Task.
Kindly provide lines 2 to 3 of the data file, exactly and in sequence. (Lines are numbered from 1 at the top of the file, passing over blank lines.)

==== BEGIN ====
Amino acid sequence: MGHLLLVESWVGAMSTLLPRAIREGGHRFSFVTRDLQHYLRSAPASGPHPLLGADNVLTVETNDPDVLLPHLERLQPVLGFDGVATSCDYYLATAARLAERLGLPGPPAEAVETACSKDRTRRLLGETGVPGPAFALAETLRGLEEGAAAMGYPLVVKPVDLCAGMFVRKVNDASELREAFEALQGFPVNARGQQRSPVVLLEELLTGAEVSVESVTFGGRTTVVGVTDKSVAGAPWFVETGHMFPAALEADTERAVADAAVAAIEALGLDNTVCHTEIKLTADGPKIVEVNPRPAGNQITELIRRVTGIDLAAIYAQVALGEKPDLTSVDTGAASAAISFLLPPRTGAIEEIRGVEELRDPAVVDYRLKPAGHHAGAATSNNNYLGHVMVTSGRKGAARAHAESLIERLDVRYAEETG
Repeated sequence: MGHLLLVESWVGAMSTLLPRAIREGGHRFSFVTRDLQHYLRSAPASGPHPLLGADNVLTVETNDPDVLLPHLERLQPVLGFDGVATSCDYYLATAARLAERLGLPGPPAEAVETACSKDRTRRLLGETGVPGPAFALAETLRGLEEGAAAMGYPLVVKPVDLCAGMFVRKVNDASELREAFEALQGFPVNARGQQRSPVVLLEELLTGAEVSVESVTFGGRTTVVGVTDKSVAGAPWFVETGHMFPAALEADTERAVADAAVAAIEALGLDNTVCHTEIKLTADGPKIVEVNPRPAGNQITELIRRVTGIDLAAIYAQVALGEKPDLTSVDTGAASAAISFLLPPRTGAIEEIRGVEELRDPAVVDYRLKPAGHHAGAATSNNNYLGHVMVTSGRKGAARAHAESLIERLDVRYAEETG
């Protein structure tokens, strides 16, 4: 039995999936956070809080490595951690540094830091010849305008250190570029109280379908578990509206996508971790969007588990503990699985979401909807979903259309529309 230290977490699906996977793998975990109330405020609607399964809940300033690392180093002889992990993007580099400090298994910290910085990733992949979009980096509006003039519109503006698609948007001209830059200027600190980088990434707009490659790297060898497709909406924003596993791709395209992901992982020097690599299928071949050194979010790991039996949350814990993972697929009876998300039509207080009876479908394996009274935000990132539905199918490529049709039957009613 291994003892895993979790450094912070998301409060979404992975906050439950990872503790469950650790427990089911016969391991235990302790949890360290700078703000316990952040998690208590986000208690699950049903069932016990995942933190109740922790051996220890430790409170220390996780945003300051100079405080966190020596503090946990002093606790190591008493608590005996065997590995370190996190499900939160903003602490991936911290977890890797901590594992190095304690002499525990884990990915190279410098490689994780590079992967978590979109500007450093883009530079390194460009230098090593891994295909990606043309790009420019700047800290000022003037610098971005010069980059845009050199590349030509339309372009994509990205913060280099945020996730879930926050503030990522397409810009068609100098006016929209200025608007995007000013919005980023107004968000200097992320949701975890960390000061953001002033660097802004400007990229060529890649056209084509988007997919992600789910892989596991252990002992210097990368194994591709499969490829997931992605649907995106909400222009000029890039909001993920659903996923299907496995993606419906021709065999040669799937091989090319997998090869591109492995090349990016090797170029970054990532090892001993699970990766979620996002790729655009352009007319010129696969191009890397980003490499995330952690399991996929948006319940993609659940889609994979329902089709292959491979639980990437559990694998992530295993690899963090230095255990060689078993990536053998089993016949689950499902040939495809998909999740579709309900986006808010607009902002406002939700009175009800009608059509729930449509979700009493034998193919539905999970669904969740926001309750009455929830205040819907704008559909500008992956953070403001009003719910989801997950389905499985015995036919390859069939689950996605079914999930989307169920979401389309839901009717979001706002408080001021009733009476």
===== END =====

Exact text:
Repeated sequence: MGHLLLVESWVGAMSTLLPRAIREGGHRFSFVTRDLQHYLRSAPASGPHPLLGADNVLTVETNDPDVLLPHLERLQPVLGFDGVATSCDYYLATAARLAERLGLPGPPAEAVETACSKDRTRRLLGETGVPGPAFALAETLRGLEEGAAAMGYPLVVKPVDLCAGMFVRKVNDASELREAFEALQGFPVNARGQQRSPVVLLEELLTGAEVSVESVTFGGRTTVVGVTDKSVAGAPWFVETGHMFPAALEADTERAVADAAVAAIEALGLDNTVCHTEIKLTADGPKIVEVNPRPAGNQITELIRRVTGIDLAAIYAQVALGEKPDLTSVDTGAASAAISFLLPPRTGAIEEIRGVEELRDPAVVDYRLKPAGHHAGAATSNNNYLGHVMVTSGRKGAARAHAESLIERLDVRYAEETG
């Protein structure tokens, strides 16, 4: 039995999936956070809080490595951690540094830091010849305008250190570029109280379908578990509206996508971790969007588990503990699985979401909807979903259309529309 230290977490699906996977793998975990109330405020609607399964809940300033690392180093002889992990993007580099400090298994910290910085990733992949979009980096509006003039519109503006698609948007001209830059200027600190980088990434707009490659790297060898497709909406924003596993791709395209992901992982020097690599299928071949050194979010790991039996949350814990993972697929009876998300039509207080009876479908394996009274935000990132539905199918490529049709039957009613 291994003892895993979790450094912070998301409060979404992975906050439950990872503790469950650790427990089911016969391991235990302790949890360290700078703000316990952040998690208590986000208690699950049903069932016990995942933190109740922790051996220890430790409170220390996780945003300051100079405080966190020596503090946990002093606790190591008493608590005996065997590995370190996190499900939160903003602490991936911290977890890797901590594992190095304690002499525990884990990915190279410098490689994780590079992967978590979109500007450093883009530079390194460009230098090593891994295909990606043309790009420019700047800290000022003037610098971005010069980059845009050199590349030509339309372009994509990205913060280099945020996730879930926050503030990522397409810009068609100098006016929209200025608007995007000013919005980023107004968000200097992320949701975890960390000061953001002033660097802004400007990229060529890649056209084509988007997919992600789910892989596991252990002992210097990368194994591709499969490829997931992605649907995106909400222009000029890039909001993920659903996923299907496995993606419906021709065999040669799937091989090319997998090869591109492995090349990016090797170029970054990532090892001993699970990766979620996002790729655009352009007319010129696969191009890397980003490499995330952690399991996929948006319940993609659940889609994979329902089709292959491979639980990437559990694998992530295993690899963090230095255990060689078993990536053998089993016949689950499902040939495809998909999740579709309900986006808010607009902002406002939700009175009800009608059509729930449509979700009493034998193919539905999970669904969740926001309750009455929830205040819907704008559909500008992956953070403001009003719910989801997950389905499985015995036919390859069939689950996605079914999930989307169920979401389309839901009717979001706002408080001021009733009476």